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Yamada, Mitsuye (1923—)

Yamada, Mitsuye (1923—)

Japanese-born American writer. Name variations: Mitsuye May Yamada; Mitsuye Yasutaka Yamada. Born in Fukouka, Japan, on July 5, 1923; came to the United States, 1926; naturalized citizen, 1955; daughter of Jack Kaichiro Yasutake (an interpreter) and Hide (Shiraki) Yasutake (a seamstress); New York University, B.A., 1947; University of Chicago, M.A., 1953; further graduate study at both the University of Chicago and University of California, Irvine; married Yoshikazu Yamada (a research chemist); children: Jeni, Stephen, Douglas, Hedi.

Selected works:

Camp Notes and Other Poems (1976); Lighthouse (1976); Desert Run: Poems and Stories (1989); Sowing Ti Leaves: Writings by Multicultural Women (co-editor, 1992).

Mitsuye Yamada's parents were U.S. residents making a brief visit to Japan when she was born there in 1923. She was raised in Seattle, Washington, from the age of three and became a naturalized citizen in 1955. Her father Jack Kaichiro Yasutake was the founding president of the Seattle division of the Senryu (Japanese poet) Society and also worked as an interpreter for the U.S. Immigration Service. He was suspected of spying after the Pearl Harbor attack during World War II, a claim that led to his arrest and the incarceration of his family. Beginning in 1942, Yamada and her family were held at the Minidoka Relocation Center in Idaho. She and her brother were allowed to leave the camp two years later after renouncing their Japanese heritage and loyalty to the emperor. Their parents, however, refused to do so and were kept at the camp throughout the war.

In 1947, Yamada earned a bachelor's degree in English and art from New York University, and in 1953 a master's degree in literature from the University of Chicago. She continued graduate study at the University of California, Irvine, then began teaching in 1966 as an instructor at Cypress College in California. In 1970, she joined the faculty of Fullerton College as an instructor, becoming an associate professor in 1976. The focus of her teaching was ethnic and children's literature and creative writing. In 1975, Yamada also accepted the position of coordinator of the women's program at Fullerton College. In addition to teaching, she served as a writer-in-residence at Pitzer College and San Diego University. She organized lecturer workshops and women's conferences and also gave poetry readings in California.

The years Yamada spent at the Idaho camp with her family shaped her identity and became the focus of much of her life's work. In 1976, she published Camp Notes and Other Poems, which explores her individual identity despite the predominance of American racial prejudice. She intended the book to disclose the discrimination inherent in America during World War II and foster open discussion of the issue. Although she completed the book soon after the war ended, it was not published until 1976 because of American restrictions on Asian-American publishing. The book allowed Yamada not only to break with American prejudice, but to overcome the limitations Japanese society had placed on women.

As a community college professor, Yamada offered a course linking biology and poetry, an indication of her dedication to multicultural and multidisciplinary studies. The class involved field trips into the California wilderness for research. In her mid-60s, Yamada published Desert Run: Poems and Stories, thought to be inspired by her field trips, in which she returns to the Idaho concentration camp and reveals the inner being of a woman without a sense of security. For Yamada, feminism and ethnicity are fused. Her work has been anthologized in Poetry from Violence and The Japanese-American Anthology, both published in 1976. She has contributed to various literary magazines, including Velvet Wings, Willmore City, and Plexus.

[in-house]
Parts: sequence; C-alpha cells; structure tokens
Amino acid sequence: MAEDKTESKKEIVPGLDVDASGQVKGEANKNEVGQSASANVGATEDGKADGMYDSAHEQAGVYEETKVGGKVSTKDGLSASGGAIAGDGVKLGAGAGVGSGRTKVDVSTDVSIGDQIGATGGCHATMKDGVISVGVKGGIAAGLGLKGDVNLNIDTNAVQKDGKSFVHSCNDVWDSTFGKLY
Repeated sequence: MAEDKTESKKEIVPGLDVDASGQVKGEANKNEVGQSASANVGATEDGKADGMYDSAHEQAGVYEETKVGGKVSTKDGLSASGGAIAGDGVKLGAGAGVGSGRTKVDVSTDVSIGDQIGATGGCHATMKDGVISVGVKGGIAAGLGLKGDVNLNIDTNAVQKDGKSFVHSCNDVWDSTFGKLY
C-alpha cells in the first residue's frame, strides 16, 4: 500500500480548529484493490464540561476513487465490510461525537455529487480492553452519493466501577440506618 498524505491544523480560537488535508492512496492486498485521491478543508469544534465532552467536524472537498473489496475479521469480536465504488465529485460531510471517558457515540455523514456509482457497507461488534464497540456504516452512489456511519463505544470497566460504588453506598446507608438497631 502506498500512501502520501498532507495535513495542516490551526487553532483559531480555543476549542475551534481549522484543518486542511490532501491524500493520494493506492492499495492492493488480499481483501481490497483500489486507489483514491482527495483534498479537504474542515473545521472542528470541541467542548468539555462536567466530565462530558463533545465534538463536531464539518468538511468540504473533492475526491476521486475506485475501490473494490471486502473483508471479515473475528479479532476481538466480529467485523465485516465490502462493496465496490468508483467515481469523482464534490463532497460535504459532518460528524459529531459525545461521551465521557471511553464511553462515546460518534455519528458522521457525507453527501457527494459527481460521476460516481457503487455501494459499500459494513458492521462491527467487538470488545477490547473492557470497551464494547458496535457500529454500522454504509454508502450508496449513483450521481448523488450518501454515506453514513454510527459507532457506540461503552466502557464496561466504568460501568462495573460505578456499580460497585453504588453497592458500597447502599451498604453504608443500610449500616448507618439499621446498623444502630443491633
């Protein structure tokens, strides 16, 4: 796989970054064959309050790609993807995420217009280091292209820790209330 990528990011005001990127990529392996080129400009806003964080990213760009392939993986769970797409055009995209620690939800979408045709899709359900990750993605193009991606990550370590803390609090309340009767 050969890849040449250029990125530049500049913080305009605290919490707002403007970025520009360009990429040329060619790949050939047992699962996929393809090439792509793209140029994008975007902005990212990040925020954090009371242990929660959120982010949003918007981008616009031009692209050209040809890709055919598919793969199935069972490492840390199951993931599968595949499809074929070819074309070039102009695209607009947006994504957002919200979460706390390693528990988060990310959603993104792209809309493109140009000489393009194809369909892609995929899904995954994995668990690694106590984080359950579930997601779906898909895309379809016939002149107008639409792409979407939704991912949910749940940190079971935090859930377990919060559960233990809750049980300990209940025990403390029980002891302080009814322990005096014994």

In 1981, she and Nellie Wong collaborated on "Mitsuye and Nellie: Two Asian-American Women Poets," a biographical documentary made for public television. In this production, Yamada returns to her mother's experience and the harsh realities of the retention camp, worsened by her mother's refusal to renounce her Japanese identity. Although Yamada eschewed this identity and was left to forge her own, she was guided by her mother's hope for education, equality, and human rights in America.

Yamada had volunteered for Amnesty International in the early 1960s and eventually attained a position on the national board of Amnesty International USA. She participated in national committees to promote Asian-American awareness of human rights issues and encouraged participation in various movements. In this position, Yamada also represented the board on trips to Japan, South Korea, and other Asian countries.

She was a member of the board of directors and chair for the Pacific Asian-American Center.

In the late 1990s, Yamada was working on a novel and a theater project focusing on the Asian American women's experience. In addition to her academic and writing pursuits, she was a member of the International Women's Writing Guild, National Women's Political Caucus, Council of Interracial Institutions, American Civil Liberties Union, Center for the Study of Democratic Institutions, Academy of American Poets, Poets and Writers, and the Pacific Asian-American Center. She also founded the Multi Cultural Women Writers of Orange County, which published an anthology, co-edited by Yamada, Sowing Ti Leaves: Writings by Multi-Cultural Women.

sources:

Buck, Claire, ed. The Bloomsbury Guide to Women's Literature. NY: Prentice Hall, 1992.

Contemporary Authors. Vols. 77–80. Detroit, MI: Gale Research, 1979.

Peck, David, ed. Identities and Issues in Literature. Pasadena, CA: Salem Press, 1997.

Cyndia Zwahlen , editor and writer, Phoenix, Arizona

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